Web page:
How do you stimulate economic growth in poor countries with faulty institutions? In the past, some thought foreign aid was the answer. But, as we have found out over the past 60 years or so, foreign aid cannot spur growth in countries lacking the rule of law, property rights and accountable government.
In many places, the Democratic Republic of Congo is a prime example, billions of dollars in aid have stolen by rapacious government officials. Meanwhile, ordinary people are just as poor, if not poorer, as they were in colonial times.
Since institutions, such as the rule of law, are an important component of economic development, faulty ones must be fixed. The problem is how.
Professors Daron Acemoglu from the Massachusetts Institute of Technology and James Robinson from the University of Chicago wrote what many consider a definitive account of the importance of good institutions in their 2012 book Why Nations Fail: The Origins of Power, Prosperity and Poverty.
The authors note that good, or “inclusive”, institutions allow ordinary citizens to participate in the political and economic life of the country. That leads to greater equality before the law, which, in turn, provides an incentive structure that rewards talent and creativity.
The rule of law, in turn, reduces the likelihood of corruption and abuse of power, by substituting discretionary power with general rules. Moreover, a functioning rule of law necessitates separation of powers. It removes legislative and judicial functions from the executive, such as the Zairean dictator Mobutu Sese Seko Kuku Ngbendu Wa Za Banga (which translates as: the warrior who knows no defeat because of his endurance and inflexible will and is all powerful, leaving fire in his wake as he goes from conquest to conquest), and returns them to elected legislators and independent judiciary.
But are good institutions sufficient for growth? Professor Deirdre McCloskey of the University of Illinois at Chicago disagrees and argues in a trilogy of books on “The Bourgeois Era” that ideas and rhetoric (holding innovators and entrepreneurs in high esteem, for example) are also key to enrichment. As she explains:
“A big change in the common opinion about markets and innovation, I claim, caused the Industrial Revolution, and then the modern world. The change occurred during the 17th and 18th centuries in northwestern Europe. More or less suddenly the Dutch and British and then the Americans and the French began talking about the middle class, high or low — the ‘bourgeoisie’ — as though it were dignified and free. The result was modern economic growth.”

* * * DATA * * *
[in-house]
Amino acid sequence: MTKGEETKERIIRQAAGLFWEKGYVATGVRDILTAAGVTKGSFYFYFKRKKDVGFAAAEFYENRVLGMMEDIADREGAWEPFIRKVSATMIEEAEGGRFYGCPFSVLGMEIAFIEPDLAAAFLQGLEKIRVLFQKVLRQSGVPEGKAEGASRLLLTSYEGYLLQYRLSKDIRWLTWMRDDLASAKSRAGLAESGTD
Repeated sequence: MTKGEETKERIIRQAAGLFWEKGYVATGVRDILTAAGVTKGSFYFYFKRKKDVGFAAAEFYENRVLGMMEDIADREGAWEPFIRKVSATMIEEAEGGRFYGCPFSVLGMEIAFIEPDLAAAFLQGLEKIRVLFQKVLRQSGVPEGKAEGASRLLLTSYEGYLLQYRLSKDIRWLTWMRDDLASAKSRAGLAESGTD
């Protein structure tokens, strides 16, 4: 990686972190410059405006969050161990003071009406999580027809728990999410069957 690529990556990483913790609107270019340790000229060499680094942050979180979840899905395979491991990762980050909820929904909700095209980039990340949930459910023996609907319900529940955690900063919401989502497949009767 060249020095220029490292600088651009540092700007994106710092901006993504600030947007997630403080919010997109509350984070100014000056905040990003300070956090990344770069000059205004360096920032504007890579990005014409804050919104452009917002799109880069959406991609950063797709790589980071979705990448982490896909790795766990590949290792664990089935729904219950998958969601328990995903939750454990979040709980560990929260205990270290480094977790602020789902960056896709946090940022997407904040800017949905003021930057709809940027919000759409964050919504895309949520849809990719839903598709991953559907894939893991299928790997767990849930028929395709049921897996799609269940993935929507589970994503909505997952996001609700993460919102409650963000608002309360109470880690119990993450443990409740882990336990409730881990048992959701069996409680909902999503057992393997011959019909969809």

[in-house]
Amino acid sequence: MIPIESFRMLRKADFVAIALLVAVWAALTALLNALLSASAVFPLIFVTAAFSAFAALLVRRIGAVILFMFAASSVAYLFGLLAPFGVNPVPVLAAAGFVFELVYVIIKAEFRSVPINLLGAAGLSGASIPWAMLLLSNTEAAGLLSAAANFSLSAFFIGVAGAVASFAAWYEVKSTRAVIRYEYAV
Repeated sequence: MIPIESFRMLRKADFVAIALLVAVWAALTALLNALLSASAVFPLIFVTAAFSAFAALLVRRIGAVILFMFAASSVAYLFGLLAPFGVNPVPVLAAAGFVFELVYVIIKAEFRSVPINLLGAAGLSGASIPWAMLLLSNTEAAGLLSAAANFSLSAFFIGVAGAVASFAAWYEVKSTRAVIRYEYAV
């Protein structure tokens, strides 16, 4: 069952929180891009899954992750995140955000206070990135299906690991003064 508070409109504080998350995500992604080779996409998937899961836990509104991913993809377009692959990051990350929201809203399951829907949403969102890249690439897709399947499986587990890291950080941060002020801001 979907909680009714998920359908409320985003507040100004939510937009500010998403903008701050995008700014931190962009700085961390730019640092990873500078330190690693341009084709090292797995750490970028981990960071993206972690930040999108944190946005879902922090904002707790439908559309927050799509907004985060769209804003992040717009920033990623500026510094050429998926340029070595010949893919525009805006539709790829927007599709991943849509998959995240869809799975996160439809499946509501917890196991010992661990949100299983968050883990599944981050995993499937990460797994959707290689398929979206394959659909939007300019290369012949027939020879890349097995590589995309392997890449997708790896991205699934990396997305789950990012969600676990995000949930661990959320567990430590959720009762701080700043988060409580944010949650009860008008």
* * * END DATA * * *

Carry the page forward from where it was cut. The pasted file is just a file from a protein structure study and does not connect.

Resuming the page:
Whatever the case may be, no one would argue that a corrupt dictatorship with arbitrary enforcement of laws and regulations, and shaky property rights, is a good candidate for growth. So a country’s institutions must be changed from bad to good.
But this is a tricky business, and there is no effective blueprint for the creation of good institutions. Parts of the world, Africa comes to mind, have actually experienced profound institutional deterioration after independence and are finding it very difficult to change course.
Paul Romer, Chief Economist and Senior Vice President of the World Bank thinks “charter cities” might provide an answer. Under Romer’s plan, a developing country would set “aside a tract of land for a new charter city. This charter city would be administered by a developed third-party guarantor government, and citizens from the host country (and maybe other countries) could move in and out as they please. The point of the charter cities idea is to give citizens the choice about where they want to live and to provide the basic rules and amenities required for economic growth.”
The government of the notoriously corrupt Honduras has attempted to follow a similar idea, but the effort has stalled in the Honduran Supreme Court.
Another option would be to “outsource” parts of the judiciary in a developing country to another country which has a well-developed rule of law, or even private arbitration. Such an arrangement can be effective in convincing foreign and domestic investors that a particular place is safe for investment. It might have echoes of a bygone era, but a number of British overseas territories and former colonies have retained Britain’s Judicial Committee of the Privy Council as their court of last resort.
To be fair, appeals to the Privy Council have worked better in some countries, such as St Lucia, than others, such as Jamaica. After all, decisions of the Privy Council still need to be enforced by the local, often corrupt or dysfunctional, government. But, the impact of changes to legal arrangements, such as the one mentioned above, can be dramatic. Consider Belize, which permitted appeals to the Privy Council in the past, but then replaced its highest legal authority with the Caribbean Court of Justice in 2003. Its rule of law score has suffered as a result.
Since the rule of law took thousands of years to evolve in the West, it is hardly surprising it is yet to blossom in those developing countries whose history and traditions have been very different. That’s why if they cannot transpose the rule of law from abroad, they should consider outsourcing it to independent parties elsewhere. Yes, national pride may end up a little dented, but surely it’s far more shameful to remain mired in perpetual poverty.
This first appeared in CapX.
Marian L. Tupy is a senior policy analyst at the Cato Institute and editor of HumanProgress.org.